Remittances to hit US$103.1m, central bank says

Rwandans working and living abroad are expected to send more money home as the central bank projects projects remittances to increase by 4.9 percent from US$98.2m (Rwf58.1b) to US$103.1m (Rwf61.2b) as the economy recovers.Statistics from the central bank show that total remittances to Rwanda increased by five percent to $US25.7m (Rwf15.3b) in the first quarter of 2011 compared to $US24.5m (Rwf14.6b) in the same period last year.
Remittances up, helping o stabalise local currency (File photo)
Remittances up, helping o stabalise local currency (File photo)

Rwandans working and living abroad are expected to send more money home as the central bank projects projects remittances to increase by 4.9 percent from US$98.2m (Rwf58.1b) to US$103.1m (Rwf61.2b) as the economy recovers.

Statistics from the central bank show that total remittances to Rwanda increased by five percent to $US25.7m (Rwf15.3b) in the first quarter of 2011 compared to $US24.5m (Rwf14.6b) in the same period last year.

It an email statement to Business Times, the central bank said that the money comes from only workers who live abroad.

“It is an indicator that people have trust in the country’s economy. They have confidence while sending their money back home,” central bank Governor, Claver Gatete, said last week.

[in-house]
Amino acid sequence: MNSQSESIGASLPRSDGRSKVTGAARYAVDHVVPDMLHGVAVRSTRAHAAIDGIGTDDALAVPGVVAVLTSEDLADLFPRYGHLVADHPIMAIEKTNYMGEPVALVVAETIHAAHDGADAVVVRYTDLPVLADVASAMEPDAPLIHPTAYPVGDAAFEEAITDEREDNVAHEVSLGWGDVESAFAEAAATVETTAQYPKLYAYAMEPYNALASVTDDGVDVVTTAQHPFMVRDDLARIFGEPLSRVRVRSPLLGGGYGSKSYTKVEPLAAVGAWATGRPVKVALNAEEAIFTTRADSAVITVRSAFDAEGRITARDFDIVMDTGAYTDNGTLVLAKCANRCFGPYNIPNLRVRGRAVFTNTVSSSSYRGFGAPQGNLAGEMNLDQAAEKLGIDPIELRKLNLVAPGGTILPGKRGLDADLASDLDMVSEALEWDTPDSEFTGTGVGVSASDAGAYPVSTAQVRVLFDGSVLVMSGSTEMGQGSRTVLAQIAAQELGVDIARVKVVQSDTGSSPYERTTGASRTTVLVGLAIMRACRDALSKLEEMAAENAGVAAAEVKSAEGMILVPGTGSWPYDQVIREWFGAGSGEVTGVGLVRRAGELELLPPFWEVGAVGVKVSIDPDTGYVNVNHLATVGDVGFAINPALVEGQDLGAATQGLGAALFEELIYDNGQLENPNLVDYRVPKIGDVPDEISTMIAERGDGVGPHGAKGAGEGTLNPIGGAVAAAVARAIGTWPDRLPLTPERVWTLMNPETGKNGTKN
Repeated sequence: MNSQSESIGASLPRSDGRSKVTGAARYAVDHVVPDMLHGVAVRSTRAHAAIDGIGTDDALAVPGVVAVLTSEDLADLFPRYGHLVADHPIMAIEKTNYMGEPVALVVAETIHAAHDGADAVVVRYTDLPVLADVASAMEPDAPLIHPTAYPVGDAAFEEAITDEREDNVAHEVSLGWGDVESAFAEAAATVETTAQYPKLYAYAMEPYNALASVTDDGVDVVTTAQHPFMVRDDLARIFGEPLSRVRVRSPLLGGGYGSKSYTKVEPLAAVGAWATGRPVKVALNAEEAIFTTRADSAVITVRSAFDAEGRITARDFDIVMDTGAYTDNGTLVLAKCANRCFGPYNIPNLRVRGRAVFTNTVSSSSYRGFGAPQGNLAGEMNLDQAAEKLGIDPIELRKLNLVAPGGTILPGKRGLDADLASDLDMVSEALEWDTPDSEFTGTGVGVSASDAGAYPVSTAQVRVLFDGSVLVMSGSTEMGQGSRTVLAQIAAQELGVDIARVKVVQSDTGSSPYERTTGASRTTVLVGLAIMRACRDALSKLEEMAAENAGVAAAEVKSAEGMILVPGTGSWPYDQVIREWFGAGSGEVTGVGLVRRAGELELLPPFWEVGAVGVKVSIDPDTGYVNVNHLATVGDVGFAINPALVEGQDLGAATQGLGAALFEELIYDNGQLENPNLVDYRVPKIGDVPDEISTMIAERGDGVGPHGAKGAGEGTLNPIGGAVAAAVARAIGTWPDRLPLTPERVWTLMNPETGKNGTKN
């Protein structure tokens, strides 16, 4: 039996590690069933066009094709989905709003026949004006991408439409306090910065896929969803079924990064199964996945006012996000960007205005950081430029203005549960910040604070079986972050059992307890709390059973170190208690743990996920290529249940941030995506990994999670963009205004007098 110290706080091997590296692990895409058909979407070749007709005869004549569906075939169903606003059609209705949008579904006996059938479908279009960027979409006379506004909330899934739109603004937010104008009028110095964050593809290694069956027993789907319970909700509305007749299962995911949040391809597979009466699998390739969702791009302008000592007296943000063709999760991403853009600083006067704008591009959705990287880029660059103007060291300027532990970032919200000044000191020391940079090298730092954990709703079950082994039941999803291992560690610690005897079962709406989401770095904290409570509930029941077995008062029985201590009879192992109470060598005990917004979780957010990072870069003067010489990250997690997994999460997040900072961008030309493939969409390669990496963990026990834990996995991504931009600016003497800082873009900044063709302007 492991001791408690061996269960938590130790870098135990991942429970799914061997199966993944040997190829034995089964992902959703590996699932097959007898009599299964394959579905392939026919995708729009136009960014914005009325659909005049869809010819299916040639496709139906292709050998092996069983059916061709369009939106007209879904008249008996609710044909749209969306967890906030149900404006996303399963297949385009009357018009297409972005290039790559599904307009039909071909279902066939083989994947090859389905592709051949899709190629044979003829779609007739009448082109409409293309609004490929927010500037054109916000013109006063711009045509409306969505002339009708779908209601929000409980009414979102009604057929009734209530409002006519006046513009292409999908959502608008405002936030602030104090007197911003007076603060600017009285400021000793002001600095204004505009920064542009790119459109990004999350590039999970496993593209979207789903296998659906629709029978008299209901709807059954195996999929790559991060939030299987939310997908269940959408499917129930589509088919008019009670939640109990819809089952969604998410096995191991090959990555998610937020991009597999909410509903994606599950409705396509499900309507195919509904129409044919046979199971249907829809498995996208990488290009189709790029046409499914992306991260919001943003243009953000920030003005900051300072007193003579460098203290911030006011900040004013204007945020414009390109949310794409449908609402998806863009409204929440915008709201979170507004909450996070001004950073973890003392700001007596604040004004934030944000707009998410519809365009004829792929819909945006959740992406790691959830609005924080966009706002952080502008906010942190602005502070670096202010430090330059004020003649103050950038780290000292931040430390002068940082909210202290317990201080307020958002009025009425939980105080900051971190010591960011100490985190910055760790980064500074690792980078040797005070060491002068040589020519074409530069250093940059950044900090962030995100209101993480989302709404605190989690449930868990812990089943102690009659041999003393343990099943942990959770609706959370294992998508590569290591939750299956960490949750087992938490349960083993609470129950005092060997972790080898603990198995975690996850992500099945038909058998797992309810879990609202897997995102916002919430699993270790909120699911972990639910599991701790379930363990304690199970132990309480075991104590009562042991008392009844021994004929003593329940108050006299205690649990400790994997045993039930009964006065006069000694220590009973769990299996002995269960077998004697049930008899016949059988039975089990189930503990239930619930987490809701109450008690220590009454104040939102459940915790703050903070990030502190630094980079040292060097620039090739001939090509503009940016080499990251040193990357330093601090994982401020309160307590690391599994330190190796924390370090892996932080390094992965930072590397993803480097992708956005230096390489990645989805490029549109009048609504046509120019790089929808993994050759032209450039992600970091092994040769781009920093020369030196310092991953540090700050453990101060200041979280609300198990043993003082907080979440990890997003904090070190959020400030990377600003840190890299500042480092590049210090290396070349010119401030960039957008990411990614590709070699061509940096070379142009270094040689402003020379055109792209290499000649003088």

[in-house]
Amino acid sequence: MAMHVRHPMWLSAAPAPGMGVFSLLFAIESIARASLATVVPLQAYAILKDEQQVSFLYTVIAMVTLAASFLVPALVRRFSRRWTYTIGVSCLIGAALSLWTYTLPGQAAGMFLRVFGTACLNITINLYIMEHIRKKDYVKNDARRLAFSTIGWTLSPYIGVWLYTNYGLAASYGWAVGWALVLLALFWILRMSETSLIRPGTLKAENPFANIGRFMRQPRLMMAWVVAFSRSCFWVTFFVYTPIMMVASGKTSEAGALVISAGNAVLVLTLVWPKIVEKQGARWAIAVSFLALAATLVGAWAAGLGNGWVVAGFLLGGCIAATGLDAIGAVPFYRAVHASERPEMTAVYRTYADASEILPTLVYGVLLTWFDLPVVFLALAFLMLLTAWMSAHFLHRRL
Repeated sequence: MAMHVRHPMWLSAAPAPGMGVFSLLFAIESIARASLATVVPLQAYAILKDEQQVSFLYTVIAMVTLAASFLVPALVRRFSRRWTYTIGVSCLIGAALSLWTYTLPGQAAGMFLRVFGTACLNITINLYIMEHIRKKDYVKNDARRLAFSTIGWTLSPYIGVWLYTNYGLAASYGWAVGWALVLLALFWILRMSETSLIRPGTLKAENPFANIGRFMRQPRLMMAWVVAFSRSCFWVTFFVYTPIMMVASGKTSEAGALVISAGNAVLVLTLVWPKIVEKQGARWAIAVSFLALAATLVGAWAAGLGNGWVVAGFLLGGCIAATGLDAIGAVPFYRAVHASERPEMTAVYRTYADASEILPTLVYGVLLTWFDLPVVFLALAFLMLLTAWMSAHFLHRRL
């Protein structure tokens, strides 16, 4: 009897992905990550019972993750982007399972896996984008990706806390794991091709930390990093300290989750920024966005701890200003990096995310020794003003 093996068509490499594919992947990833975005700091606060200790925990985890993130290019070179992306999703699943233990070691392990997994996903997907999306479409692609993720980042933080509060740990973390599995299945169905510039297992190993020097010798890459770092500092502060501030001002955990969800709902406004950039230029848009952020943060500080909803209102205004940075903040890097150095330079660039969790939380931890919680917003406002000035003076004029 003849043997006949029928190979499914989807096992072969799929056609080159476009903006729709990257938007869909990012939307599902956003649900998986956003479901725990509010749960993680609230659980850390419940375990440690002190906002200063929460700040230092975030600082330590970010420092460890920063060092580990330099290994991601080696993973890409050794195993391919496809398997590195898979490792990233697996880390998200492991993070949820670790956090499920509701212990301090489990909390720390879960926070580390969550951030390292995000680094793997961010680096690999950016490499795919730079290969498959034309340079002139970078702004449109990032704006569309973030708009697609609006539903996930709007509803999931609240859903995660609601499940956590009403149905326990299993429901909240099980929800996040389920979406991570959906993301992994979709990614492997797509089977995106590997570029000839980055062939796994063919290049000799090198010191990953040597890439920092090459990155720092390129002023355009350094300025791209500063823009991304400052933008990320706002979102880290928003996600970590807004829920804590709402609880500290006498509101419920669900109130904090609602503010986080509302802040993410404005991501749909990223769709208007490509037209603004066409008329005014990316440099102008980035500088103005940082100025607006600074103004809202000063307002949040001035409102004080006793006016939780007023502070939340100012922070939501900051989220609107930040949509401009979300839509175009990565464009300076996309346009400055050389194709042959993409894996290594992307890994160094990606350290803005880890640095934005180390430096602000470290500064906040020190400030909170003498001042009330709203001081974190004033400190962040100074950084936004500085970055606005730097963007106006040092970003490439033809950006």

The central bank expects the high remittance flows to have a strong influence on the stability of the Rwandan franc vis-a-vis regional currencies.

In 2010, the franc depreciated by two percent against the Kenyan shilling, six percent against the Tanzanian shilling and 14 percent against the Ugandan shilling. However, it appreciated by five percent against theBurundi franc.

While most of the remittances are invested in housing and financing small projects in the country, Gatete said that, they also constitute a key source of liquidity needed to stabilise the local banking industry and contribute to economic stability. 

The World Bank recently said that remittance flows to developing countries are expected to increase in 2011-13, but at lower and more sustainable rates compared to the period prior to the global financial crisis.

The Bank says that this is in line with a recovering but still fragile global economy.

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